The rake and splay on this chair is interesting. The sightlines of the front and back legs are nearly identical and almost form a perfect ”X” when drawn on the seat. But the angle (splay) of the back legs is much more pronounced than the front ones. All four legs are parallel sideways, whereas on most stick chairs the back legs are closer to each other. This gives the chair on the one hand a balanced look but also makes it look funky and almost a little wrong – exactly what I was looking for.

IMG_20190101_075207.jpg

The chair from the back

 

The build – starting with the undercarriage

Funnily enough, this type of chair is often called a ‘captain’s chair’ in America, which, as written in Welsh Stick Chairs by John Brown, has its origins in Wales. Taking the inspiration from this captain’s chair to build a Welsh Stick Chair makes the circle complete.

Coming home to Munich with the valuable analysis of a comfortable chair in my pocket I was determined to start building right away.

IMG_20190223_182109.jpg

Wood at the home center

I went to the home center, which only carries a limited amount of wood and nothing fancy but in absence of something better I got a 58mm x 78mm x 3m spruce plank for 6,26€.

I figured if I would mess this up at least I wasn’t out too much money.

I cut it up into seven pieces and glued it up.

Seat blank before glue up

The shape of the seat is a simple D shape. After the seat was glued up I cut the shape of the seat and outlined the spindle deck 2″ from the edge. I clamped the legs at their approximate angles and took a couple of pictures upside down to make sure I was happy with the rake and splay.

IMG_20190206_202032.jpg

Making sure the rake and splay look good – the Australian way

When I was happy with what I saw, I took the angle of the legs using my sliding bevel and drilled and reamed the leg mortises.

IMG_20190206_203559.jpg

Drilling the leg mortises

With the leg mortises drilled and reamed, I added a bevel to the bottom of the seat to make for a lighter appearance. For this, I chopped the bulk away with my single bevel hatchet and cleaned it up with my jack plane.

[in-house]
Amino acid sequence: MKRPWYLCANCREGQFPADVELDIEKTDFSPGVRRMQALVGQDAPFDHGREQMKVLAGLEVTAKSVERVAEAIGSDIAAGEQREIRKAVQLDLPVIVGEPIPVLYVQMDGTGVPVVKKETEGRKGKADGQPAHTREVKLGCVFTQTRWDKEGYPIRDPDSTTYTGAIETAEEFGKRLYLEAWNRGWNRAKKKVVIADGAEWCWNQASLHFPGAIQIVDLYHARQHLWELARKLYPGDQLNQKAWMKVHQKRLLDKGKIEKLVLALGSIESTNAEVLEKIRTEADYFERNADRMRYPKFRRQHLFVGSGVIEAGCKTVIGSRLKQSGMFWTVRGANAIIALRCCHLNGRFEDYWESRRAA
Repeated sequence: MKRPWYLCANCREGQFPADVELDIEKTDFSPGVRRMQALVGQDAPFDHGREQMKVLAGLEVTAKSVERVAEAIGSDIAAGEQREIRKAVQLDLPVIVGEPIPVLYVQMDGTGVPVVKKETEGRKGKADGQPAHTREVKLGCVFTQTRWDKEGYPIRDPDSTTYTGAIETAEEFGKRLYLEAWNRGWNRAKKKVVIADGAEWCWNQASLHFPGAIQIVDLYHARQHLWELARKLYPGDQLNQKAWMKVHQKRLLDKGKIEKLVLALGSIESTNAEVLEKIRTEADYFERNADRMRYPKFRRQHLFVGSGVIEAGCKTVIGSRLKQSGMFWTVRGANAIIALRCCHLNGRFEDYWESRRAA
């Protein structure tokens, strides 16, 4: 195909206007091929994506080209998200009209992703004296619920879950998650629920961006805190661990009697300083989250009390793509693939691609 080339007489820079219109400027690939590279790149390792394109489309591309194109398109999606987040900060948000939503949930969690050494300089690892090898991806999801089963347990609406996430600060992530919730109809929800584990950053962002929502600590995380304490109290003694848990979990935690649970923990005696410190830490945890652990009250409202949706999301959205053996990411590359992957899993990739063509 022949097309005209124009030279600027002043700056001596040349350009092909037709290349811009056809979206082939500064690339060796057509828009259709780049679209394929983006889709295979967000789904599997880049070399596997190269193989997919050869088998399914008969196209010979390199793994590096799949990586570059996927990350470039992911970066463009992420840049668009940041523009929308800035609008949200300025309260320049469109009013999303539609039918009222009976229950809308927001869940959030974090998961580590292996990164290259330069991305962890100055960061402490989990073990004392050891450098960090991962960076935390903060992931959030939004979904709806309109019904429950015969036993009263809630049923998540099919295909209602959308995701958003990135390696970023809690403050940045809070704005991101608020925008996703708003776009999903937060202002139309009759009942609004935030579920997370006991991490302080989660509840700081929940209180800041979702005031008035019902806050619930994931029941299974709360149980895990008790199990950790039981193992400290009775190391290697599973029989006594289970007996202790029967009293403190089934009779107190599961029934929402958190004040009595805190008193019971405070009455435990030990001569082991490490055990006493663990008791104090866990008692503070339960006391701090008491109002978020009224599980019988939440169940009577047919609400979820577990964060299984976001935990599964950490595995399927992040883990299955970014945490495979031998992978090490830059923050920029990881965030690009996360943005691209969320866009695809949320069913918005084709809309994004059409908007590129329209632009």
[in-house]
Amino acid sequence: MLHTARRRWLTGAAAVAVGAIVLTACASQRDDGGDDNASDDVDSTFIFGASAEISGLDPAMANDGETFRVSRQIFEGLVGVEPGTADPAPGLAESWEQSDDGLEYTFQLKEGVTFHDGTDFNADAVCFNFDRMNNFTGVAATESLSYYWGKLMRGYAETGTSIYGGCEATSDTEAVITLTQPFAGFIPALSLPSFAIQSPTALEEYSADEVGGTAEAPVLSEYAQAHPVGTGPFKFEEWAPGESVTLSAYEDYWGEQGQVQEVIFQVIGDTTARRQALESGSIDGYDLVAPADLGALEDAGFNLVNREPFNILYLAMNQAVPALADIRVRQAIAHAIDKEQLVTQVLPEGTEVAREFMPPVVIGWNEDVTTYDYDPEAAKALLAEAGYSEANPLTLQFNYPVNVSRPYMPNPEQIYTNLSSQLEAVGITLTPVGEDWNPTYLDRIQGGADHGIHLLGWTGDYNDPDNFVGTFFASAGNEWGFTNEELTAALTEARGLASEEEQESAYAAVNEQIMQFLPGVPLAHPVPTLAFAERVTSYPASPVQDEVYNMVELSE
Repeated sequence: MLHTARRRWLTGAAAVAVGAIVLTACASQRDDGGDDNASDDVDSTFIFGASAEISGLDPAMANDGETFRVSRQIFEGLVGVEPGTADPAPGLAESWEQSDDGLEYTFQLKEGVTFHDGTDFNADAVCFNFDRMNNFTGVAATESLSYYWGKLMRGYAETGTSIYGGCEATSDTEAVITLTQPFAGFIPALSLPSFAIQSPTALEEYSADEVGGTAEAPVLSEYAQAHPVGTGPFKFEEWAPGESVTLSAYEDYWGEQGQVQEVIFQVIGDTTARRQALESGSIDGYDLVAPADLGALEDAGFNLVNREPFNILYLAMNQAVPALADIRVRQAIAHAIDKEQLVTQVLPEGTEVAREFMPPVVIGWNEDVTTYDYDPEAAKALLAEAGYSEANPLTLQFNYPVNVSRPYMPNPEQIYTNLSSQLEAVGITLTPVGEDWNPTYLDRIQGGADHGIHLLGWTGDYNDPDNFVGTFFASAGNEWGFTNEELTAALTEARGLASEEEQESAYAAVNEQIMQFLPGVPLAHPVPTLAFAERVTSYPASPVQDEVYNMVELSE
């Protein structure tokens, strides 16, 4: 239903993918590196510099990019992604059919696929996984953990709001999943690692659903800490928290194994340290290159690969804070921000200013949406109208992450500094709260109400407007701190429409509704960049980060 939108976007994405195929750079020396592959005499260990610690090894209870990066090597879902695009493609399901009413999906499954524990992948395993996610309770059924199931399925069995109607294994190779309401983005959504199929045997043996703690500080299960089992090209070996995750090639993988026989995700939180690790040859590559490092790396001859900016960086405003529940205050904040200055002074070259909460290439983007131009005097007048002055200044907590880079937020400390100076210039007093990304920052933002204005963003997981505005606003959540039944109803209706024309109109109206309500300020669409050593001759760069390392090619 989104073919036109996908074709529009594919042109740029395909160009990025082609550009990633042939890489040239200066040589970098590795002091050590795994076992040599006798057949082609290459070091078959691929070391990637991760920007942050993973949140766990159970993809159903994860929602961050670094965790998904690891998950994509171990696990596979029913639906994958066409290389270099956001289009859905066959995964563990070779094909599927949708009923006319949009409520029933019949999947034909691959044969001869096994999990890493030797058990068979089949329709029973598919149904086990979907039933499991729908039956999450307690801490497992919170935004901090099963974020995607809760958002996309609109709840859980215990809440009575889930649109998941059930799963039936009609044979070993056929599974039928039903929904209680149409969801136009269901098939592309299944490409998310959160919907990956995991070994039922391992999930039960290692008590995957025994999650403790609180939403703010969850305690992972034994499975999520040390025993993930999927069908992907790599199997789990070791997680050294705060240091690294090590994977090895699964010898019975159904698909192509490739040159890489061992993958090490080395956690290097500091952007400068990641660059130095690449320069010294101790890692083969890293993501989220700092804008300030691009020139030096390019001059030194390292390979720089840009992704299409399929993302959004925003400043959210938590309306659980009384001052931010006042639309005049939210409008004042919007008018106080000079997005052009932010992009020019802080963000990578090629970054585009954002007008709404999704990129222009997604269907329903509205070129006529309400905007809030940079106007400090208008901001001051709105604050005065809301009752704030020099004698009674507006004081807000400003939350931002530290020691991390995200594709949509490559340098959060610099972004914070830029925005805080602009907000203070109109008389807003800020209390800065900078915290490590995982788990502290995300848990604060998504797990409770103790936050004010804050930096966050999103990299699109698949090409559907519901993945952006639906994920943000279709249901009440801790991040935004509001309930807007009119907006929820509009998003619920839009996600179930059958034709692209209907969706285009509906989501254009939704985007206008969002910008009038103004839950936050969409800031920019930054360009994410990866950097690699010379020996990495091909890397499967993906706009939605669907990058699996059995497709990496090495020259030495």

The Legs

I made the legs out of the same material as the seat. The grain was remarkably straight in these pieces of wood. I first tapered the square stock and then planed the legs into octagons. The tenons were made with a draw knife followed by my Veritas tapered tenon cutter.

 

 

Saddling the seat

I saddled the seat with several tools, starting with an adze for the rough work, followed by an inshave, pullshave and lastly a curved scraper.

 

 

IMG_20190208_202237.jpg

Seat done, armbow started

 

Stretchers for added strength

Since I glued up the seat from 7 pieces, I decided it was a good idea to add stretchers to the undercarriage. I marked the rough location of the stretchers and clamped them to the legs to see if they had to go any higher or lower.

 

I raised the stretchers a bit more than in the above pictures, to around 7” from the ground and parallel with the seat.

 

Where to go with all these sticks

With the undercarriage done, now came the process of determining where the sticks would have to go. Finding their rough positions and marking them on the seat, I used dividers to mark their final placements.

 

Almost starting to look like a chair

 

The Armbow

The armbow was the most difficult thing about this chair. I initially wanted to use a natural crook, as historically this was the way it was often done and it seemed a fun challenge.

However it proved to be not as easy as I thought. The two pieces were shaped irregularly and eventually proved to be unsuitable. After wasting valuable time but learning valuable lessons, I used a flat board instead.

First attempt with a natural crook

Second attempt using a flat board

Shaping the armbows with a drawknife, rasps and a spokeshave was easy enough and fun. My only worry was that the armbows would be too thin, being 18mm thick (which fortunately proved not to be the case).

 

The doubler was made from a scrap piece of pine I had lying around.

 

 

Now for some funny business

I had decided that I wanted to make the sticks pentagonal. I made a bench with pentagonal legs and wanted to explore pentagons further.

Then I had the brilliant idea (…) to also make the mortises for the long sticks pentagonal.

This proved to be much harder than I assumed.

Nevertheless I am glad I did it, because I got it out of my system to ever do it again.

IMG_20190224_185545.jpg

Pentagonal mortises. Warning – don’t try this at home!

Since the mortises that go through the armbow and the doubler are drilled at an angle, chopping these mortises pentagonal all the way down and keeping the correct angle proved to be a difficult task. I managed it in the end with no visible gaps but I am looking forward to making a chair with round mortises, and making this part easier.

 

Next up: making the sticks.

 

The build of my chair is continued in part two.

 

 

 

 

Standard